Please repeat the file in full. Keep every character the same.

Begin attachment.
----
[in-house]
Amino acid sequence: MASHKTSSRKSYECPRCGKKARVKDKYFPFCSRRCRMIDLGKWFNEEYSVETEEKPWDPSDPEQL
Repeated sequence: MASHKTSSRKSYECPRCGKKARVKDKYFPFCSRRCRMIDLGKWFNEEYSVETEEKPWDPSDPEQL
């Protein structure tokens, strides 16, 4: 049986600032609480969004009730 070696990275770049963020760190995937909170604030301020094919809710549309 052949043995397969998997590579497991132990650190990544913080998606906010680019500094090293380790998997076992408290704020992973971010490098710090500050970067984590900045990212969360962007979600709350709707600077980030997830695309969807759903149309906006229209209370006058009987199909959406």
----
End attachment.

[in-house]
Amino acid sequence: MASHKTSSRKSYECPRCGKKARVKDKYFPFCSRRCRMIDLGKWFNEEYSVETEEKPWDPSDPEQL
Repeated sequence: MASHKTSSRKSYECPRCGKKARVKDKYFPFCSRRCRMIDLGKWFNEEYSVETEEKPWDPSDPEQL
């Protein structure tokens, strides 16, 4: 049986600032609480969004009730 070696990275770049963020760190995937909170604030301020094919809710549309 052949043995397969998997590579497991132990650190990544913080998606906010680019500094090293380790998997076992408290704020992973971010490098710090500050970067984590900045990212969360962007979600709350709707600077980030997830695309969807759903149309906006229209209370006058009987199909959406």